The Arizona Bingo does not have as long and as storied a history as other states. Arizona and its native Indian tribes just got on the same page in the last ten to fifteen years. Of course, non-profit games have existed in Arizona for decades. There are many churches and veterans groups that run games to fund charities throughout that time. However the state of Arizona has only seen revenues pouring in from bingo only since 1993. Since that time, the Indian casinos have brought Arizona millions in revenues.
Arizona follows a certain national trend. The state legislators constantly look for new sources of revenue. Thus they have decided in the last couple of decades to sanction the games of chance and aptly take a certain percentage of the whole profits. Most states look to the Indian casinos as most of these have any federal protections, to skirt around state and local anti-gambling laws. The states usually can only draw a small percentage of the total profits and is usually around 1% to 2%. The casinos gross millions of dollars in earnings per year thus it is worthwhile for the states to take the time and trouble to set up multiple bureaus to oversee the gaming industry.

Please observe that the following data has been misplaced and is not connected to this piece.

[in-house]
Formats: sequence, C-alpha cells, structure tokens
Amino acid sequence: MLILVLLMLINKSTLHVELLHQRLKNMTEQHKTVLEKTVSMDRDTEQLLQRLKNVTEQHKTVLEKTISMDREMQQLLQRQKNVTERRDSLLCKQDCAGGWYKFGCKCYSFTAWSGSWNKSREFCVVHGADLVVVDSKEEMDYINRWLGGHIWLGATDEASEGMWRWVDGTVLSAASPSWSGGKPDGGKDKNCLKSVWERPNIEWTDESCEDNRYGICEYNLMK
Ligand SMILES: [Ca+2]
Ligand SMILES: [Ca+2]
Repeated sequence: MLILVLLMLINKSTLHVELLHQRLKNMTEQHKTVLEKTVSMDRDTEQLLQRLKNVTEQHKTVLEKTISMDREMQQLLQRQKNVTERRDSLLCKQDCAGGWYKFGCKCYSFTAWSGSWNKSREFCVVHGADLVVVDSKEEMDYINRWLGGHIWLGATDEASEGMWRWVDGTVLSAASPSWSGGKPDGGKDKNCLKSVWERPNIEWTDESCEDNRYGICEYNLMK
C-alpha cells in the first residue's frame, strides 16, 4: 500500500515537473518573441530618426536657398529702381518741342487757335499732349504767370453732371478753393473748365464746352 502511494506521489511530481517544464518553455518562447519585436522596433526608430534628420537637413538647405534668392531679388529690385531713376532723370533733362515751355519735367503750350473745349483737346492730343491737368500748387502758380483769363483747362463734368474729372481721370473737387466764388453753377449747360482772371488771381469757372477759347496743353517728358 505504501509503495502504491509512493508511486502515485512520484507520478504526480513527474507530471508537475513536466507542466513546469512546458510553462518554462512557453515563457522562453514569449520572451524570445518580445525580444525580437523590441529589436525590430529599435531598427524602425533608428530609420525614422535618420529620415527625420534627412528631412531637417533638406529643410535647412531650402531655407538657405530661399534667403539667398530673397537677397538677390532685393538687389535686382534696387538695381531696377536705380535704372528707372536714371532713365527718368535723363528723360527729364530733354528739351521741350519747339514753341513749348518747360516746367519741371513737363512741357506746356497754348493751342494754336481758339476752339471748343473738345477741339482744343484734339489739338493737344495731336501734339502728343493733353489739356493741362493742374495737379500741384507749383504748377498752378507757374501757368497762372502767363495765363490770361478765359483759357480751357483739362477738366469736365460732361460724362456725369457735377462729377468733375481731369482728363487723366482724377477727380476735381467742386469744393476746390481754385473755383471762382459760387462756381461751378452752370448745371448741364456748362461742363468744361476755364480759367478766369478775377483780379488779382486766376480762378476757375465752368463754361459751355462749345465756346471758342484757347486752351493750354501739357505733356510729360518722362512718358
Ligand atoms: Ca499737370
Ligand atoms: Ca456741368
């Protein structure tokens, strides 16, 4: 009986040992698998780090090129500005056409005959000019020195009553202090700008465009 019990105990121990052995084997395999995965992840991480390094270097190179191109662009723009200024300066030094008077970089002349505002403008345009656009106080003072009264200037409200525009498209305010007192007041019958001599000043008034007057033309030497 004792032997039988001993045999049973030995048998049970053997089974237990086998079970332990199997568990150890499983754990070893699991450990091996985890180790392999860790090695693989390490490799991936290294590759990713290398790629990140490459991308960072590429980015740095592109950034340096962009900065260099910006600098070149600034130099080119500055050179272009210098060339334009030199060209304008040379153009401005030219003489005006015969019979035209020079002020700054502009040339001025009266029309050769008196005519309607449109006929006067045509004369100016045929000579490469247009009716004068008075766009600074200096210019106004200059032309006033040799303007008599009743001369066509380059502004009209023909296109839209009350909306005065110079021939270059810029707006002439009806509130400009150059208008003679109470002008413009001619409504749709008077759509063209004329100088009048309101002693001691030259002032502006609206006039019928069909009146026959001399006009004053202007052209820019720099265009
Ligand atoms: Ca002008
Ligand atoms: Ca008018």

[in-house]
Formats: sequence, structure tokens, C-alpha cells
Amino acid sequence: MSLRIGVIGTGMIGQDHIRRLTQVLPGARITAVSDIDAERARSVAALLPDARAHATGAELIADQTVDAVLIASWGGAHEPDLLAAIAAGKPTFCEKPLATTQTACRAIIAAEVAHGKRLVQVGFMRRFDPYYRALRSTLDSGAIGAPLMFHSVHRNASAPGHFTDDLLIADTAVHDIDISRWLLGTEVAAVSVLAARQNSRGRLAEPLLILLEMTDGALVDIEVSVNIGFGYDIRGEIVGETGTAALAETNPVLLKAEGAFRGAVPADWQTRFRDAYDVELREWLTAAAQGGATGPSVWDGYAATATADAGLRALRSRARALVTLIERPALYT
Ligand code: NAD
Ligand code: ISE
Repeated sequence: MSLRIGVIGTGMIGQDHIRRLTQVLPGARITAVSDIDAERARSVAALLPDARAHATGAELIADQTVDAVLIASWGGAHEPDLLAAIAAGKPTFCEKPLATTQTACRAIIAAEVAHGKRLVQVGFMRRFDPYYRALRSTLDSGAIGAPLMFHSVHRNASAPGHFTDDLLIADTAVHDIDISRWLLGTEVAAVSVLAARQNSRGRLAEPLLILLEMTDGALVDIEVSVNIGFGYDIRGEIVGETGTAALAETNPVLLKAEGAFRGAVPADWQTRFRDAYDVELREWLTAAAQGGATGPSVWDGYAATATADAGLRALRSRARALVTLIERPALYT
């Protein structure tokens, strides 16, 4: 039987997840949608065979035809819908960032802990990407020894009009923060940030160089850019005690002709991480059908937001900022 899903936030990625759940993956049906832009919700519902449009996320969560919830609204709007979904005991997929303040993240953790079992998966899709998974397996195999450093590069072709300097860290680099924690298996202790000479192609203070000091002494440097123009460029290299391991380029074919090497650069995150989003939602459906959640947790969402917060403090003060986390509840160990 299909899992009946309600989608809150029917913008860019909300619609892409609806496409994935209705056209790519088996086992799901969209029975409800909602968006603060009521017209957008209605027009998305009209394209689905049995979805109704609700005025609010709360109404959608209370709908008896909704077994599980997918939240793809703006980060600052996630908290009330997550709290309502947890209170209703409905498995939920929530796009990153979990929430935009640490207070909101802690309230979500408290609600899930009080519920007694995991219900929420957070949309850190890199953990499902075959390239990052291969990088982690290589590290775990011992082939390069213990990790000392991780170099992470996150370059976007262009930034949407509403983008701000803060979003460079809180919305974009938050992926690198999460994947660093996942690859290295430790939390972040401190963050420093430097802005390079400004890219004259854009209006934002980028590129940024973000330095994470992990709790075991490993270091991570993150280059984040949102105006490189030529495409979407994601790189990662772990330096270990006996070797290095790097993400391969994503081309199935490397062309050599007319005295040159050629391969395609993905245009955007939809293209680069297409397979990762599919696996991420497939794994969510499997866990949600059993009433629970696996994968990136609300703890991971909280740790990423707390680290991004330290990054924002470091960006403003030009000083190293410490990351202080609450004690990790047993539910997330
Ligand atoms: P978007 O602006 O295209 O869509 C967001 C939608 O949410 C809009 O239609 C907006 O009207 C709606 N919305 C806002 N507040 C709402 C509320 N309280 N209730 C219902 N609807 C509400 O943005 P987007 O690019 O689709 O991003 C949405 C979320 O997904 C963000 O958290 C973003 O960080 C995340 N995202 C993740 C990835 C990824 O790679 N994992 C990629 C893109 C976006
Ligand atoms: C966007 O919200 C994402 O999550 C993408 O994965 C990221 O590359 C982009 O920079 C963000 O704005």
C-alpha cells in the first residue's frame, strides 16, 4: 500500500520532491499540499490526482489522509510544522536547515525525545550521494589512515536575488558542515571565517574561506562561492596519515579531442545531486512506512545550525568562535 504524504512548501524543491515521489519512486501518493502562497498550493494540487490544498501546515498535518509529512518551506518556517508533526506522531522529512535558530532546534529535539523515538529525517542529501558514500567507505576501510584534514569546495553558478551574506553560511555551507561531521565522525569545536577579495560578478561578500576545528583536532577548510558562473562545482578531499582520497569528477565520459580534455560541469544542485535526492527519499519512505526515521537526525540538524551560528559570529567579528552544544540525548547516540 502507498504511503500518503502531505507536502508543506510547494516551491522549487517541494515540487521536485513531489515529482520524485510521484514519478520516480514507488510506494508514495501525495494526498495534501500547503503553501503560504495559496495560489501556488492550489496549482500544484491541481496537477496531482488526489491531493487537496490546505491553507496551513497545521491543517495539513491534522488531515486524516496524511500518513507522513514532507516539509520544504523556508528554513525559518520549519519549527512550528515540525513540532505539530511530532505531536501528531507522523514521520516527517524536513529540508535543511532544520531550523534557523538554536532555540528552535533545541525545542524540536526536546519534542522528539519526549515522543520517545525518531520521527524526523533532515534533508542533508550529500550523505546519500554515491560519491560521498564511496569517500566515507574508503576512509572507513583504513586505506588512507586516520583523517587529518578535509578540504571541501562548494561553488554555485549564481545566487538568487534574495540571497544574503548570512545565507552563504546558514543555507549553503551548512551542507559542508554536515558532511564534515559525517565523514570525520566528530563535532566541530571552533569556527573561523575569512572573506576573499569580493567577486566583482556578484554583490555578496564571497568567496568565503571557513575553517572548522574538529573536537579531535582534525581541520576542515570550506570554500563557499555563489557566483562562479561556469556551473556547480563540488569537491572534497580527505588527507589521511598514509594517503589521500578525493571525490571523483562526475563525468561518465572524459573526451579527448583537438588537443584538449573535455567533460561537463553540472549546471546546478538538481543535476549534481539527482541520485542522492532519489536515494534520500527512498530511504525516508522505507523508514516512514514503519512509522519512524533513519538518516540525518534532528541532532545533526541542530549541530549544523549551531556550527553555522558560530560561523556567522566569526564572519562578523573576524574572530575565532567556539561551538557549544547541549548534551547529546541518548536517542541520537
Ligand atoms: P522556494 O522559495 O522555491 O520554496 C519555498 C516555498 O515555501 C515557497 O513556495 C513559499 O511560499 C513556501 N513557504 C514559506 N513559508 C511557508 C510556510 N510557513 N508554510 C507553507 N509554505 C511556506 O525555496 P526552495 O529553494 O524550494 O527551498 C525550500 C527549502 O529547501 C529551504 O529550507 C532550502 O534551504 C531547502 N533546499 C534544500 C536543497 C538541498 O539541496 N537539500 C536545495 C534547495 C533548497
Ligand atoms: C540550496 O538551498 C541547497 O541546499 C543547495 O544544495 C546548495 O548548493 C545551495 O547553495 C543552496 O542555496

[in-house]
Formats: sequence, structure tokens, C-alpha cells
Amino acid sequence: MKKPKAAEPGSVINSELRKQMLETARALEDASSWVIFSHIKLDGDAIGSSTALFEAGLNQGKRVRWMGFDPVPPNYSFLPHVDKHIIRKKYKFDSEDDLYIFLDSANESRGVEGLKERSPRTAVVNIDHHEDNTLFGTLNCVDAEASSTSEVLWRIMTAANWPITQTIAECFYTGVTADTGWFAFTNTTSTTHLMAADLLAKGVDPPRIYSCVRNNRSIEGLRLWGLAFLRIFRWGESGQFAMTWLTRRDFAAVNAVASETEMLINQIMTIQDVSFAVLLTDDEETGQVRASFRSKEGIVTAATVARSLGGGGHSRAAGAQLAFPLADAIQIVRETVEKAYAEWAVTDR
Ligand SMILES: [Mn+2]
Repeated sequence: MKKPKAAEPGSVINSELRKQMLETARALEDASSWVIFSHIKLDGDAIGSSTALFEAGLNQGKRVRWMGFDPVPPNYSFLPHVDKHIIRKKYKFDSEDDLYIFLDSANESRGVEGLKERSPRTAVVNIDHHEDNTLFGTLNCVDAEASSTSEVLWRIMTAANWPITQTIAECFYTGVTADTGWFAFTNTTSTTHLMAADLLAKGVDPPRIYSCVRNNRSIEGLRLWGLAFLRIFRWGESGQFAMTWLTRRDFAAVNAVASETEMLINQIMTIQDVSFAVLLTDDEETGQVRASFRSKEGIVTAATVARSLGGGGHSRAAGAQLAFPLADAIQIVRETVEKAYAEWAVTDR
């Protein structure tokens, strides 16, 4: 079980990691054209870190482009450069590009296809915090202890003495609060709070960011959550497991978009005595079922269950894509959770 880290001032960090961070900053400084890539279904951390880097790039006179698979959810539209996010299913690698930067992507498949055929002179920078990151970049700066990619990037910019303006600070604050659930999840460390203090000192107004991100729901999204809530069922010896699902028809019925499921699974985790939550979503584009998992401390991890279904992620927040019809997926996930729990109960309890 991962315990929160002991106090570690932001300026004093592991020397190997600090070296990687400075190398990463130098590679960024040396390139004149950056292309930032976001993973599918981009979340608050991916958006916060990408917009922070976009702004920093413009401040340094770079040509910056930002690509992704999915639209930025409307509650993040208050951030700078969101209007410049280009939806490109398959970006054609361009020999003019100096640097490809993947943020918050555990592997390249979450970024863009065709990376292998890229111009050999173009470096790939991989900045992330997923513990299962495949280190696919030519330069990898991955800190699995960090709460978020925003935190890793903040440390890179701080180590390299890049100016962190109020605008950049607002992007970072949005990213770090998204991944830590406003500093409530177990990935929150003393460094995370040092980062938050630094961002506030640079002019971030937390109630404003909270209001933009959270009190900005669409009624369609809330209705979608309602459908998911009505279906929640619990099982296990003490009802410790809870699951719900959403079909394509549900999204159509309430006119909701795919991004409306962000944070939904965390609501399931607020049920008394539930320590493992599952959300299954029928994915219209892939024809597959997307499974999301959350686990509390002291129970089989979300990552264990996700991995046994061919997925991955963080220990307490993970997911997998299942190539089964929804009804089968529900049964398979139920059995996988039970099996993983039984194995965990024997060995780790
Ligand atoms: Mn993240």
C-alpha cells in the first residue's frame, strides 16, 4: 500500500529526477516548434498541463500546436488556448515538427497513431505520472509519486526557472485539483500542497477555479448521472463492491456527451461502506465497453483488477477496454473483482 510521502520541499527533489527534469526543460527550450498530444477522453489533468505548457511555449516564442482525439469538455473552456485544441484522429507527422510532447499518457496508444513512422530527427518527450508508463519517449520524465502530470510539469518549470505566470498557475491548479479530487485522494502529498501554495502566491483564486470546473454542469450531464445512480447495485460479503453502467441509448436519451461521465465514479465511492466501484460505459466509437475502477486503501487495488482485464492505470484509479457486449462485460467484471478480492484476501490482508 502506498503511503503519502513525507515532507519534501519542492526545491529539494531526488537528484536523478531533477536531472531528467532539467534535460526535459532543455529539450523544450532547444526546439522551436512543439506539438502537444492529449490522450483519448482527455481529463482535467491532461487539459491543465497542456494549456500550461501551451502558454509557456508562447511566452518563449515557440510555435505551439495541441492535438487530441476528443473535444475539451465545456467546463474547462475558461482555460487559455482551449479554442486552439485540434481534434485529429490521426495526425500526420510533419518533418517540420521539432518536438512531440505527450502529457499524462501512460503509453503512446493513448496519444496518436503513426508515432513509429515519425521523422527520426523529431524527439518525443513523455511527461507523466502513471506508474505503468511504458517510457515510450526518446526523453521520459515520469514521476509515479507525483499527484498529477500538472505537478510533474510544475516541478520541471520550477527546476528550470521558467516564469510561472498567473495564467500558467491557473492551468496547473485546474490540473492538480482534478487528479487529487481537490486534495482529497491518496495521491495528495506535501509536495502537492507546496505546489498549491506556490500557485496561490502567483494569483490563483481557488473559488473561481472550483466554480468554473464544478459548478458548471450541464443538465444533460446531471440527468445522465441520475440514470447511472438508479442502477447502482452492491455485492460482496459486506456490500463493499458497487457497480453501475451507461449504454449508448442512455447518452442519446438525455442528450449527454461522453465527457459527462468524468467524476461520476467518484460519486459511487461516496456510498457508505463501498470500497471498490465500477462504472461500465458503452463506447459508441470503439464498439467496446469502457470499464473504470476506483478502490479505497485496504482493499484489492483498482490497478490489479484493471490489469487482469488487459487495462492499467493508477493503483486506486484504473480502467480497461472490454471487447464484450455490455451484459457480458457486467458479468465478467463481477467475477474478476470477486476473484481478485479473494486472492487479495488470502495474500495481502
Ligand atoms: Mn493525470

The legislators of Arizona created the State Gaming Industry in the year1993. There were yearlong negotiations with the statewide Indian tribes. This agency came to a compact with sixteen different Indian tribes soon. There were ten Arizona Indian casinos in full operation by the end of 1994.
The number of the Indian tribes has risen to 22 in the years from 16. Presently there are 14 casinos offering bingo tables. One can find around 6,950 Bingo tables at each of the Indian casinos spread across the state of Arizona. Taking a low standard cut of the proceeds this state sees just under $300,000 each year in revenues from the bingo games alone. $292,500 was the total amount of revenues of last year.
The gambling compact between the Arizona State Gaming Agency and the Arizona Indian tribes has proved to be a good deal for both the sides. However, the new era of gambling that refers specifically to the compacts between states and Indian tribes are still in its infancy. It is yet to grow into a boy and gradually mature to the level of a full-grown man. We are but witnessing a perfect trial-and-error approach to gambling laws across the United States of America. To add more confusion the wildcard entry of the Internet has been thrown into the mix. There are millions of dollars in the form of potential revenues for the states like Arizona and it is still to be seen what the legislatures and federal courts do in the years to come.